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  • 1.
    Holmér Pettersson, Pia
    et al.
    Department of Surgical Sciences, Karolinska Institute, Stockholm.
    Jakobsson, Jan
    Division of Anaesthesia, Sabbatsberg Day Surgical Centre, Stockholm.
    Öwall, Anders
    Department of Surgical Sciences, Karolinska Institute, Stockholm.
    Intravenous acetaminophen reduced the use of opioids compared with oral administration after coronary artery bypass grafting2005In: Journal of Cardiothoracic and Vascular Anesthesia, ISSN 1053-0770, E-ISSN 1532-8422, Vol. 19, no 3, p. 306-309Article in journal (Refereed)
    Abstract [en]

    Objective: The purpose of this study was to evaluate if intravenous acetaminophen compared to oral administration reduced the consumption of opioids and their side effects without an increase in pain during the stay in the intensive care unit (ICU).

    Design: Prospective, randomized study.

    Setting: An ICU in a university hospital.

    Participants: Eighty patients with written informed consent undergoing coronary artery bypass grafting with cardiopulmonary bypass. Anesthesia was based on propofol and fentanyl combined with sevoflurane.

    Interventions: Patients were randomized to 2 groups: acetaminophen, 1 g every sixth hour during the postoperative period, either as tablets or intravenously after extubation.

    Measurements and Main Results: The amount of opioids administered during the study period was measured starting with acetaminophen administration during the stay in the ICU until 9 o'clock the following morning. Incidence of postoperative nausea and vomiting (PONV) was noted. Pain was evaluated with a visual analog scale (VAS) from 0 to 10. Three patients, 2 in the oral and 1 in the intravenous group, were excluded because of incomplete data. The intravenous group received less opioids than the orally treated group, 17.4 +/- 7.9 mg compared with 22.1 +/- 8.6 mg (p = 0.016). PONV incidence and VAS scores did not differ. During the first hours after extubation, 50 of 77 patients reported VAS scores >3 with no difference between groups.

    Conclusions: Intravenous acetaminophen had a limited opioid-sparing effect when compared with oral administration after coronary artery bypass graft surgery. The opioid-sparing effect was not accompanied by any reduction in the incidence of PONV. The clinical significance of the opioid-sparing effect could therefore be questioned.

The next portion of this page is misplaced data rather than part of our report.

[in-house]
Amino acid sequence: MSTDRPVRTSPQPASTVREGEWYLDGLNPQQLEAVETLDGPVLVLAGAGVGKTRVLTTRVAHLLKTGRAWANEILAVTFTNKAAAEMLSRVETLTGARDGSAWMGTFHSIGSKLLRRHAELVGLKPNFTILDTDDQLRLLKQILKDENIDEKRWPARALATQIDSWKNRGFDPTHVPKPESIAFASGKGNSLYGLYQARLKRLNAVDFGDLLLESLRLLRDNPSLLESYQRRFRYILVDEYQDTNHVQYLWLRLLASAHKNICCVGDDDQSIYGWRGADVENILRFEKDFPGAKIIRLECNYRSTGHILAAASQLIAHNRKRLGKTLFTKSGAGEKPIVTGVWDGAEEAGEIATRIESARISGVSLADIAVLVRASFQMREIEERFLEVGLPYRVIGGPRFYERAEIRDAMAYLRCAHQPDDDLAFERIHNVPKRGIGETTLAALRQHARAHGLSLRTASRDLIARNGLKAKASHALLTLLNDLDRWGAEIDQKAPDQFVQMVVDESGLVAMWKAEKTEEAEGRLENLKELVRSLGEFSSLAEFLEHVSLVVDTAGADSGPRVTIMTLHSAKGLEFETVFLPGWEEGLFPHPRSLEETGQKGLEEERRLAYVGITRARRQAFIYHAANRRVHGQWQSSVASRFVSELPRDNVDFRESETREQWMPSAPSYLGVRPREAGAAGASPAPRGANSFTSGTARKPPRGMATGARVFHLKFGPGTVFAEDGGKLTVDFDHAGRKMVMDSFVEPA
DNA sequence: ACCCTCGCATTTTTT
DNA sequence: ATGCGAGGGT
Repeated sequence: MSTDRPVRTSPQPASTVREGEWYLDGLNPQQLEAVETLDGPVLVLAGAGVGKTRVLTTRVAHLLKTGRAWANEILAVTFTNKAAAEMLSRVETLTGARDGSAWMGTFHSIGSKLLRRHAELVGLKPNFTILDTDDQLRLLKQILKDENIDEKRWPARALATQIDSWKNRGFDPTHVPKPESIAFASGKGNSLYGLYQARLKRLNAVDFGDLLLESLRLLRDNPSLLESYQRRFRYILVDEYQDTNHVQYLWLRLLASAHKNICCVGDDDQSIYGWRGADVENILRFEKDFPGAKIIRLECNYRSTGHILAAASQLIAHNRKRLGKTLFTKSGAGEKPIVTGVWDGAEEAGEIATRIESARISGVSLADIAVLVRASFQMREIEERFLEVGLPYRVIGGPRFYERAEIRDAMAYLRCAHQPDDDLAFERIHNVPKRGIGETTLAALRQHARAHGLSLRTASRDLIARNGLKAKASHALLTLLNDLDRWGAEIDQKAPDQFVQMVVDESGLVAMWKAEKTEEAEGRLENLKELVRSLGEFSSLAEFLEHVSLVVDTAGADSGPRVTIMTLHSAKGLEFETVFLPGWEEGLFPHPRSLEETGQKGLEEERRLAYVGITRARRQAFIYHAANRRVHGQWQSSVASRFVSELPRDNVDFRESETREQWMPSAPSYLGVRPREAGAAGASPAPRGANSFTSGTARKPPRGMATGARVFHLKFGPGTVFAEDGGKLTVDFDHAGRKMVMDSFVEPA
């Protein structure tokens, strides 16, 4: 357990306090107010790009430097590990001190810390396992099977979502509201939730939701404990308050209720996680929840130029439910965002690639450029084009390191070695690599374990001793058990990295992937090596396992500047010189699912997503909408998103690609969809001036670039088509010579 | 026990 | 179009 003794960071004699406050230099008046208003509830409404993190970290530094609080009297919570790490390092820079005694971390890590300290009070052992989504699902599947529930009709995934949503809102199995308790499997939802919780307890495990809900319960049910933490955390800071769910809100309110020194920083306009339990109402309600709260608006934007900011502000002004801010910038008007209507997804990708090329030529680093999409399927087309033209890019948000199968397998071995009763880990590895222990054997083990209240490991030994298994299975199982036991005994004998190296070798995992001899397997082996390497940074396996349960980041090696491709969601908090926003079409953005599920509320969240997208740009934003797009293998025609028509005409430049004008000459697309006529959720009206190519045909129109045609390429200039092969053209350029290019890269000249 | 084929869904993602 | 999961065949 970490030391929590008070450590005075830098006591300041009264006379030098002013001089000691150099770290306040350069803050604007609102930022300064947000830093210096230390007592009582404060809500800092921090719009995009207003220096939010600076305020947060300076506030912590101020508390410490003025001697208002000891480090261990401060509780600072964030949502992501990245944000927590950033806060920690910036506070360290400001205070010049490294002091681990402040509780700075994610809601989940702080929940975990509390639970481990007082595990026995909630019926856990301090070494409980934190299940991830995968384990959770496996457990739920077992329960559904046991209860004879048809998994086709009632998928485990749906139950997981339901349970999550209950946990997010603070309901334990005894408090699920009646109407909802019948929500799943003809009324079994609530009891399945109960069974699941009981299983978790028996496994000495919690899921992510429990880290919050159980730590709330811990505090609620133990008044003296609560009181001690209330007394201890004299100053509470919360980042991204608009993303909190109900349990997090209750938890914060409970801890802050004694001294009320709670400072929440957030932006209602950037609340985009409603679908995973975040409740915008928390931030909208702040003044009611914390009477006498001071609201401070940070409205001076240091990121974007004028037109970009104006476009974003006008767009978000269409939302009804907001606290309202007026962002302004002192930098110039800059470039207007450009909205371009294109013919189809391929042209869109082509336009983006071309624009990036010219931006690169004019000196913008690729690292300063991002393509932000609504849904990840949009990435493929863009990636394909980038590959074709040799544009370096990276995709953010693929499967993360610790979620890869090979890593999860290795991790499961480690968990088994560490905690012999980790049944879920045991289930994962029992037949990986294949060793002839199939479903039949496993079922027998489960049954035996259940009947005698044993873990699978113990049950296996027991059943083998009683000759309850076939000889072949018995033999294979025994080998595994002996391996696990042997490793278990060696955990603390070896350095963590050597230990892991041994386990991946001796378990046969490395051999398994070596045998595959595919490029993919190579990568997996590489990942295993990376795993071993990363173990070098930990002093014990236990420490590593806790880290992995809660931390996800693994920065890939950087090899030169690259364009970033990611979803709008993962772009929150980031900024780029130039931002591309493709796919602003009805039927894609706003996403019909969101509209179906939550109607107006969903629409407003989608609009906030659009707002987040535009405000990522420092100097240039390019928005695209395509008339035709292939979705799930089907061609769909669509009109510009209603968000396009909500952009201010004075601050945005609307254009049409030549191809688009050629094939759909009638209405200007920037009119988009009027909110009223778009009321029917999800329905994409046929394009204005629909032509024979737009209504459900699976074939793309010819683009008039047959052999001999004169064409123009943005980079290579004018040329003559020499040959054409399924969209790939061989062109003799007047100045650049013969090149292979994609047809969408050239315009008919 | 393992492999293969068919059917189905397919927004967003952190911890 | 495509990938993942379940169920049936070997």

• 2.
    Holmér Pettersson, Pia
    et al.
    Department of Surgical Sciences, Karolinska Institute, Division of Cardiothoracic Anaesthetics and Intensive Care, Karolinska Hospital, Stockholm.
    Settergren, Göran
    Department of Surgical Sciences, Karolinska Institute, Division of Cardiothoracic Anaesthetics and Intensive Care, Karolinska Hospital, Stockholm.
    Öwall, Anders
    Department of Surgical Sciences, Karolinska Institute, Division of Cardiothoracic Anaesthetics and Intensive Care, Karolinska Hospital, Stockholm.
    Similar pain scores after early and late extubation in heart surgery with cardiopulmonary bypass2004In: Journal of Cardiothoracic and Vascular Anesthesia, ISSN 1053-0770, E-ISSN 1532-8422, ISSN 1053-0770, Vol. 18, no 1, p. 64-67Article in journal (Refereed)
    Abstract [en]

    Objective: To investigate if early extubation, 2 hours after surgery, would result in more postoperative pain or in an increased use of opioid analgesics compared with late extubation, 6 hours after surgery.

    Design: Prospective, randomized study.

    Setting: Intensive care unit, university hospital.

    Participants: Sixty patients undergoing cardiac surgery with cardiopulmonary bypass.

    Interventions: Patients were randomized into 2 groups: extubation at about 2 (early) or 6 (late) hours. Anesthesia was based on propofol and remifentanil. There was no epidural analgesia and no local anesthesia in the wound. A bolus of the opioid ketobemidone was administered toward the end of surgery followed by a continuous infusion.

    Measurements and Main Results: Pain, provoked during deep breathing or coughing, evaluated with a visual analog scale (VAS) going from 0 to 10, was measured after extubation, and at 8 and 16 hours after surgery. Unprovoked pain was measured hourly. If VAS was greater than 3, the infusion rate was increased and a bolus of ketobemidone was given. Three patients in the late group were excluded because of incomplete data. Pain did not differ between the early and late groups at any time. In all patients, 21 never scored >3, 11 scored >3 once, and 25 scored >3 more than once. Nine patients had 1 score >5. The amount of ketobemidone was similar in both groups.

    Conclusions: Early extubation had no negative effect on the quality of postoperative pain control and was not followed by an increased use of analgesics.

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